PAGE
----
What kind of research do I do for my books?

All of my books begin with the seed of an idea. For everything I’ve written up to this point, the research was more casual. I would visit a place and imagine my characters there. But for the historical novel I’m currently working on, “I Will Find You”, the fact-finding mission has been much more serious and intense. I’ve been reading non-fiction accounts of Paris during World War II, both anecdotal and factual books, about exactly what happened to that magnificent city and its inhabitants.

For example, I didn’t know that there was a real effort to hide the priceless art from the pilaging Nazi soldiers and that many Parisians risked their lives for those paintings and sculptures. I visited Tel Aviv twice to spend time with the docent at the bullet museum there. Without giving away too much, those two places form the plot of my book. I’ve been doing the research for close to two years, and now as I write, I fill in the details from the copious notes I took along the way!

What is my favorite childhood book?

My all-time favorite book as a child was Madeline L’Engle’s “A Wrinkle in Time”.  I can remember sitting up in my bed, late into the night, book propped up on my knees, flashlight in hand against the “lights out” policy set out by my parents after 9pm, having been transported to a place that was totally unknown and mysterious. Plus, it had the element of suspense that kept me on the edge of my seat.

Would Meg find her missing father? Would she be brave enough to challenge herself to move past her fear of failure if she did find him yet couldn’t bring him home? Would the dark planet swallow her whole, as it seemed to have done to her dad and could Meg trust these three supernatural creatures, Mrs Whatsit, Mrs. Who and Mrs. Which to help her find her way? I couldn’t stop turning the pages, and after that novel, I was hooked. I wanted to create worlds of my own, where my readers could find their reality melt away and get lost in a story for a while. Now, I get to do just that!

Readers always ask me if it’s difficult to write sex scenes

Readers always ask me if it’s difficult to write sex scenes.

Short answer: no.

But that doesn’t mean it’s not a challenge! When I write about younger characters, like Ruby and Cooper, I want the emotion between them to reflect their age.

The physicality may be a little more… let’s say “athletic” than for some of my older characters. My goal is to draw the reader in by being authentic to my story each and every time!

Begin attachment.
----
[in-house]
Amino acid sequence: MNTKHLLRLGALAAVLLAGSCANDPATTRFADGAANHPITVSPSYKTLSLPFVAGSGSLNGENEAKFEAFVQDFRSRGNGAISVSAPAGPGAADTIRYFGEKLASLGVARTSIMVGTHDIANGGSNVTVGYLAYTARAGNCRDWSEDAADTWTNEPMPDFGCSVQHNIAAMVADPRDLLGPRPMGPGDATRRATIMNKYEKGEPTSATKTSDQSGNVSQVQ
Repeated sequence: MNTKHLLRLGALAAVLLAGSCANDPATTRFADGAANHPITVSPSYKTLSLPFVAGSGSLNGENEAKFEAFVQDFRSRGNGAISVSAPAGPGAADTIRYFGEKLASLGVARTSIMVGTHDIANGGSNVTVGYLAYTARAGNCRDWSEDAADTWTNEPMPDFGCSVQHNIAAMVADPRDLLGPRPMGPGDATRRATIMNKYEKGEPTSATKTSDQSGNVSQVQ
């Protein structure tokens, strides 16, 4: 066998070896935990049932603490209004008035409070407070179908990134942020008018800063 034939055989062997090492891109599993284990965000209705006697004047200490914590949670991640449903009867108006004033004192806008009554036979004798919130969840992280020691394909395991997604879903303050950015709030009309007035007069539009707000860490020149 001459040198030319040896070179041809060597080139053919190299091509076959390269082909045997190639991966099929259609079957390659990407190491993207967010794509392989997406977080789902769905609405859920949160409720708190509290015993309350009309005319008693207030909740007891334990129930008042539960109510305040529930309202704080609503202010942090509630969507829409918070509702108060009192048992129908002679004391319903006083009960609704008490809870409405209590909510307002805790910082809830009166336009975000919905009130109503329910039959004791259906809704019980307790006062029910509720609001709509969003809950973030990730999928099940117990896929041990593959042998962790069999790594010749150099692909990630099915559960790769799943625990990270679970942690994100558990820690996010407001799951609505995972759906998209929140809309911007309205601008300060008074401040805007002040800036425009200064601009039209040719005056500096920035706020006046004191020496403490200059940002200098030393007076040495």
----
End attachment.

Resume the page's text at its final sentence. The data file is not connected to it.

SUMMER IS HERE!

Have you read “June” yet?

It’s the first book in my trilogy, “The Gypsy Moth Chronicles”. It’s time for you to get up to speed, because look what’s coming next. Here’s the spectacular cover for Book Two — “July”!

Be one of the first to read the next installment of Ruby and Cooper’s story… Curious?

 

Here’s a sneak peek:

Ruby doesn’t know what to expect when she returns to her seasonal job on Cape Cod. She has lost contact with Cooper, whom she’d fallen in love with the summer before. Heartsick, she fears that he has tired of their relationship, just as everyone had predicted…
Once Cooper turns up after a winter apart with a new woman in tow, Ruby is shattered. Then shocking news rocks Bluff’s Cove: the beloved beach bar, the Hut, is threatened with permanent closure, and now Ruby must find a way to save it alone. Can she salvage herself as well? Will Cooper help to save the Hut, and can Ruby trust him when he tries to convince her that she’s the only one he truly wants? He’s broken her heart before. She can’t let him do it again.
“July” will be published on June 26th, but you can head on over to Amazon RIGHT NOW and pre-order it for your Kindle. C’mon. You know you’re dying to find out what happens next. Consider this your invitation to join me as this addicting adventure continues… See you on the beach!

The Gypsy Moth Chronicles…will true love win?

Where do I get ideas?

I am often asked where my novel ideas come from. I think that ideas are all around us, and if you allow yourself to be open to thoughts and impressions, novels spring from that point. It’s a combination of truth, something relatable to your reader, and creativity.
 I’ve read that Diana Gabaldon came up for the concept for her uber-successful “Outlander” series after watching an episode of “Dr. Who” where a character time-travels.
EL James famously created “Fifty Shades of Grey” after writing fan fiction for “Twilight”. It’s said that Margaret Mitchell wrote “Gone With the Wind” as an ode to her ex-husband. For me, “The Lyric of Memory” was sparked by attending a Carole King/James Taylor concert. “Adjusting the Rear View” was written as a tribute to my closest friends.
My new work, “The Gypsy Moth Chronicles” was born in Cape Cod while sitting on the magnificent beach there. I have an entire file cabinet full of ideas… let your mind wander a bit and see if you don’t have a novel in you as well!
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What do I think makes a good story?

For me, a good story is comprised of three things: a really interesting conflict,

ladya flawed protagonist and a satisfying ending.  I really want to go on a journey with the writer.  I don’t want to be able to guess what’s going to happen next in the plot, I want the story to flow in a plausible, connected way.  I want a main character that I can relate to, one that is far from perfect, someone who is trying to make sense of the world the writer has created.  And I want the ending to work within the parameters of the narrative.  I, for one, don’t need a happy conclusion, but I want to have the satisfaction of knowing that the right thing has happened for the people I’ve now followed for a few hundred pages.  I hope I deliver on that promise to my own readers, and I would expect nothing less from the writers I admire.